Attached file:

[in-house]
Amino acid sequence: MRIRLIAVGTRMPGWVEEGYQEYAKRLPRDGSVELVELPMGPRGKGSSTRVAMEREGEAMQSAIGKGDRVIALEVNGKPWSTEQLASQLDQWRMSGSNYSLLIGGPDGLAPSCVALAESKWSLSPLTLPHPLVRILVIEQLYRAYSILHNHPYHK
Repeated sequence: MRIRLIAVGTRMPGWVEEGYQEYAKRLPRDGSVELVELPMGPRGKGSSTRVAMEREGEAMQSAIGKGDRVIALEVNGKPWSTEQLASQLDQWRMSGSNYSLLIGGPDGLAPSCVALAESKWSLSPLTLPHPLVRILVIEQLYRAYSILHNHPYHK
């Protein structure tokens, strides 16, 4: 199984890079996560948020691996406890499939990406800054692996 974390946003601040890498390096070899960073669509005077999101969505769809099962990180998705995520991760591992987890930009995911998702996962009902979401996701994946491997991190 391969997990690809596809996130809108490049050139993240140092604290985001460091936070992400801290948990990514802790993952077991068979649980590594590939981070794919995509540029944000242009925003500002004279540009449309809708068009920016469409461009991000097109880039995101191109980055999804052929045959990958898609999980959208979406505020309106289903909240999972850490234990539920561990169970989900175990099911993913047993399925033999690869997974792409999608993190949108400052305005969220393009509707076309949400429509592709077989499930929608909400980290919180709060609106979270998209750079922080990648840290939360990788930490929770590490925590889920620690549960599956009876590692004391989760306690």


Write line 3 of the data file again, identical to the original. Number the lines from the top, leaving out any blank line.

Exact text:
Repeated sequence: MRIRLIAVGTRMPGWVEEGYQEYAKRLPRDGSVELVELPMGPRGKGSSTRVAMEREGEAMQSAIGKGDRVIALEVNGKPWSTEQLASQLDQWRMSGSNYSLLIGGPDGLAPSCVALAESKWSLSPLTLPHPLVRILVIEQLYRAYSILHNHPYHK